Man fined $2.5 million for investment fraud
by Geoff Fox
An order has been reached in the case against Robert G. Bard and Vision Specialist Group, LLC, of Fulton County, Pa., according to Jeffrey Boujoukos, Regional Trial Counsel for the Securities and Exchange Commission (SEC).
Bard’s hearing was held on January 19 and the order was made on February 2. His victims include people from Berkeley Springs and the Hancock area.
In the order, U.S. District Judge William Caldwell ordered Bard to pay a penalty of $2.5 million.
Within 14 days of the order, the SEC will send Bard an assessment of the total amount owed, which will include paying back $450,000, with prejudgment interest, and a civil penalty of $2.5 million.
Bard then has 14 days to notify the SEC’s calculation of prejudgment interest. Those objections will then be considered separately from the payment of the fee and civil penalty.
Bard would then have to pay a total of $2.95 million by March 12.
In the findings, the court said Bard lied to 33 clients on 146 separate occasions about what type of securities and holdings they had, where the assets were and their value. One client was charged an excessive fee.
Bard continued to lie to his clients for nearly three years, the judge said.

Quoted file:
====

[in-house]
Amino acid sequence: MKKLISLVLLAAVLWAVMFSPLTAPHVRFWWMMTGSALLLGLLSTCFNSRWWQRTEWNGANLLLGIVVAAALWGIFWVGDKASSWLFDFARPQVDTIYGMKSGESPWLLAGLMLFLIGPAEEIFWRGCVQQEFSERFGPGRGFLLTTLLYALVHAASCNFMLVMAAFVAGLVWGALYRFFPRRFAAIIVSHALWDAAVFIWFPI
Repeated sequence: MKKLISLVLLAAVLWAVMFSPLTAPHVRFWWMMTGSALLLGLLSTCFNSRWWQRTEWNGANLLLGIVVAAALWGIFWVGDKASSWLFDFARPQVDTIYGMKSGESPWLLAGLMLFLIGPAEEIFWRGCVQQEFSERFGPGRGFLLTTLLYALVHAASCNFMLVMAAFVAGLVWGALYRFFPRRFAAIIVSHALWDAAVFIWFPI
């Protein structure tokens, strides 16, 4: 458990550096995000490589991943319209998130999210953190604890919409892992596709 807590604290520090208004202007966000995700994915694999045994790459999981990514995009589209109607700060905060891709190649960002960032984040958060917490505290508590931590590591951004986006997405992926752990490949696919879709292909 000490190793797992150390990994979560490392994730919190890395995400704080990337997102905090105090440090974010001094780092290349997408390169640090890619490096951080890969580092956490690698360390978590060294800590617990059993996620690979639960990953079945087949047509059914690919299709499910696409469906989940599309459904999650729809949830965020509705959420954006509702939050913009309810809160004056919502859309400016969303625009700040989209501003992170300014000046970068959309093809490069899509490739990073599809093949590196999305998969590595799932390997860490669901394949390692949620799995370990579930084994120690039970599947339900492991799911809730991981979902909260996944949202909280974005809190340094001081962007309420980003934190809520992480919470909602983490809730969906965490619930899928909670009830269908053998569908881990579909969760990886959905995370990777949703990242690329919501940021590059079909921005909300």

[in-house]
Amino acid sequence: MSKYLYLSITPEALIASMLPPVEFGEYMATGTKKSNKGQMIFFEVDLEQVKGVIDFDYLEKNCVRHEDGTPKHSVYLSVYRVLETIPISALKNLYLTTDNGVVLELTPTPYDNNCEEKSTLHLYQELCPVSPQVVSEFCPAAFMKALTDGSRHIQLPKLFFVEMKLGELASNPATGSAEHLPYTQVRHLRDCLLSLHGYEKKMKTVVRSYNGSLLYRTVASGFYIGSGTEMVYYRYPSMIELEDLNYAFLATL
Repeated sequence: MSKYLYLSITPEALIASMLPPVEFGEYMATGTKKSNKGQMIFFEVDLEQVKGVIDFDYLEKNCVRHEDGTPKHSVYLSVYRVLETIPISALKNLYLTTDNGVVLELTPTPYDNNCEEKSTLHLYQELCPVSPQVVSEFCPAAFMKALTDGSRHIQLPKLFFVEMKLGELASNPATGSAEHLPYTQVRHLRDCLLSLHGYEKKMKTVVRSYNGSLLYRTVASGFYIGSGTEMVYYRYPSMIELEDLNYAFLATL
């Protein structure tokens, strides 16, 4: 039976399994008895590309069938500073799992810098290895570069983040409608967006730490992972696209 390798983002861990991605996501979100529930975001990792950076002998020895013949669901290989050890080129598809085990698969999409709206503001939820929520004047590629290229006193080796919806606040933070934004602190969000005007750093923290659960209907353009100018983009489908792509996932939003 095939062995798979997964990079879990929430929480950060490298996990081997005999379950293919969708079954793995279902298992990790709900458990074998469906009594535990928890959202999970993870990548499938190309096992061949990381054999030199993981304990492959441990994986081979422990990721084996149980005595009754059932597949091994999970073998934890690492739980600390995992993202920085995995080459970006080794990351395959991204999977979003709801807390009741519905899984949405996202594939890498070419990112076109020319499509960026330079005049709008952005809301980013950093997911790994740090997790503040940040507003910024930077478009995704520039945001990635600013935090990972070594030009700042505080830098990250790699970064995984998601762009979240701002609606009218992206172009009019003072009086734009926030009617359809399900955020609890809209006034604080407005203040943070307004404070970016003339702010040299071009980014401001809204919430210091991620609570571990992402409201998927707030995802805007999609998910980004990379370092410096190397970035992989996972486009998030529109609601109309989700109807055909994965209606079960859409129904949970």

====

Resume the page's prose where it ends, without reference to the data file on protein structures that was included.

The court also said that the knowledge of wrongdoing was a factor in the imposing of the civil penalty.
“There is no evidence that indicates defendants’ behavior was a result of an innocent mistake,” Judge Caldwell said in the court’s findings.
According to the court documents, securities examiners visited Bard on May 19, 2009 asking about misleading account statements received by his clients.
Bard denied sending the statements, which the SEC found out later to be untrue.
On July 30, 2009, a preliminary injunction prohibited Bard from controlling client funds and holding a job in the financial services industry.
Bard violated that order by controlling client funds and performing tax and investment services.
The court said he did not cooperate with authorities.
After lying to his clients, Bard lost $2.5 million in trading losses.
There are disagreements between Bard and the SEC as to Bard’s current and future financial situation.
Bard told the court that he has no income and owns property jointly with his wife and other family members who should not be penalized.
The SEC asserted that because of his age and education, he has significant earning potential in the future.
Bard’s argument is that due to the court’s injunction against him working in the financial services industry, he lacks future earning potential.
With those factors weighed in, the court found in favor of imposing the $2.5 million penalty.
There is no date given as to when the victims would begin receiving their money, if they are entitled to it.